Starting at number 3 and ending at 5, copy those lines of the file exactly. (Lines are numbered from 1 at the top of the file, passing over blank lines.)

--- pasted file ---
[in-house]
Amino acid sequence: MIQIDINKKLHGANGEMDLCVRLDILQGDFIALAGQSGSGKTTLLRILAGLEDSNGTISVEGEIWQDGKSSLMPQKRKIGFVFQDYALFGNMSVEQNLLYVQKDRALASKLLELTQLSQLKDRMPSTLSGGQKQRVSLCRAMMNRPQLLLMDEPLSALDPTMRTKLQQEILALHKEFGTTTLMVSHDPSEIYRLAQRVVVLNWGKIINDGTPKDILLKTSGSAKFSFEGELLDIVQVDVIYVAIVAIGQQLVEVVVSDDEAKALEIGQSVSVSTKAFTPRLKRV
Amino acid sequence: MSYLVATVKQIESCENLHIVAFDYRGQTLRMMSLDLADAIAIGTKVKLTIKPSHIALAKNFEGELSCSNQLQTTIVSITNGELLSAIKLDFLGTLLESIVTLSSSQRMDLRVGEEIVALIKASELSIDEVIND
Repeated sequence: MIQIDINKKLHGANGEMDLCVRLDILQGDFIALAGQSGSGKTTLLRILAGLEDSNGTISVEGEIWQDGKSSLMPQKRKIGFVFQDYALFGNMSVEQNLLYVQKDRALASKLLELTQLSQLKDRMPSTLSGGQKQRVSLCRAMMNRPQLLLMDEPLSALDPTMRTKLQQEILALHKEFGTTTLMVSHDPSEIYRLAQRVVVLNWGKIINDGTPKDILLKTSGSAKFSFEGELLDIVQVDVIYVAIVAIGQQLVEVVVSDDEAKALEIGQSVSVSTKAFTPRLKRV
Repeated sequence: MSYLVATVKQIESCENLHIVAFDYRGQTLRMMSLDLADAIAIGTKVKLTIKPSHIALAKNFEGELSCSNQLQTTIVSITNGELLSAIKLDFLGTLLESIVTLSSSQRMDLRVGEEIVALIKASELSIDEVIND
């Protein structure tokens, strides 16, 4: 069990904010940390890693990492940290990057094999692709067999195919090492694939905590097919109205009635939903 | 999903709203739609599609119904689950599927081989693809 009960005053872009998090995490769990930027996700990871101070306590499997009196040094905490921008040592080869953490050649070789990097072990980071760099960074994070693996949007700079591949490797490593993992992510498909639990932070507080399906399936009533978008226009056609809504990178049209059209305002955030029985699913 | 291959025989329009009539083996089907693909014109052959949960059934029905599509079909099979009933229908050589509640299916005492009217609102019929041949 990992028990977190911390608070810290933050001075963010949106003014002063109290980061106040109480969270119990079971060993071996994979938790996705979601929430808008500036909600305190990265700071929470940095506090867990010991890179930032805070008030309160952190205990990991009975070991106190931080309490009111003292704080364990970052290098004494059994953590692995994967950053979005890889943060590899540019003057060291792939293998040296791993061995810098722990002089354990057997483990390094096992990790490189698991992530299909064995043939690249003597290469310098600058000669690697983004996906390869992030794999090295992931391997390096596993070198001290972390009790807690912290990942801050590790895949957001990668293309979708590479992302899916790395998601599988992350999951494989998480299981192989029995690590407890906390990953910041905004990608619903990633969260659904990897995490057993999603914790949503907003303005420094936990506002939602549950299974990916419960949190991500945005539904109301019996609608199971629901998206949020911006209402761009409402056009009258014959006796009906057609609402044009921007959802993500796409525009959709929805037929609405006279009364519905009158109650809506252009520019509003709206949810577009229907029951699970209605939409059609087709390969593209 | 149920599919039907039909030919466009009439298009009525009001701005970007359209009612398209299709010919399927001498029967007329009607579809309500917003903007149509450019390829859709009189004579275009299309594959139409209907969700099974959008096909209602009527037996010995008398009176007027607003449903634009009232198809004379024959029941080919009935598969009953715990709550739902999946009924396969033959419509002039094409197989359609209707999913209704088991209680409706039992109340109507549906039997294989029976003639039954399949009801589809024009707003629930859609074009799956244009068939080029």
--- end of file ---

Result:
Amino acid sequence: MSYLVATVKQIESCENLHIVAFDYRGQTLRMMSLDLADAIAIGTKVKLTIKPSHIALAKNFEGELSCSNQLQTTIVSITNGELLSAIKLDFLGTLLESIVTLSSSQRMDLRVGEEIVALIKASELSIDEVIND
Repeated sequence: MIQIDINKKLHGANGEMDLCVRLDILQGDFIALAGQSGSGKTTLLRILAGLEDSNGTISVEGEIWQDGKSSLMPQKRKIGFVFQDYALFGNMSVEQNLLYVQKDRALASKLLELTQLSQLKDRMPSTLSGGQKQRVSLCRAMMNRPQLLLMDEPLSALDPTMRTKLQQEILALHKEFGTTTLMVSHDPSEIYRLAQRVVVLNWGKIINDGTPKDILLKTSGSAKFSFEGELLDIVQVDVIYVAIVAIGQQLVEVVVSDDEAKALEIGQSVSVSTKAFTPRLKRV
Repeated sequence: MSYLVATVKQIESCENLHIVAFDYRGQTLRMMSLDLADAIAIGTKVKLTIKPSHIALAKNFEGELSCSNQLQTTIVSITNGELLSAIKLDFLGTLLESIVTLSSSQRMDLRVGEEIVALIKASELSIDEVIND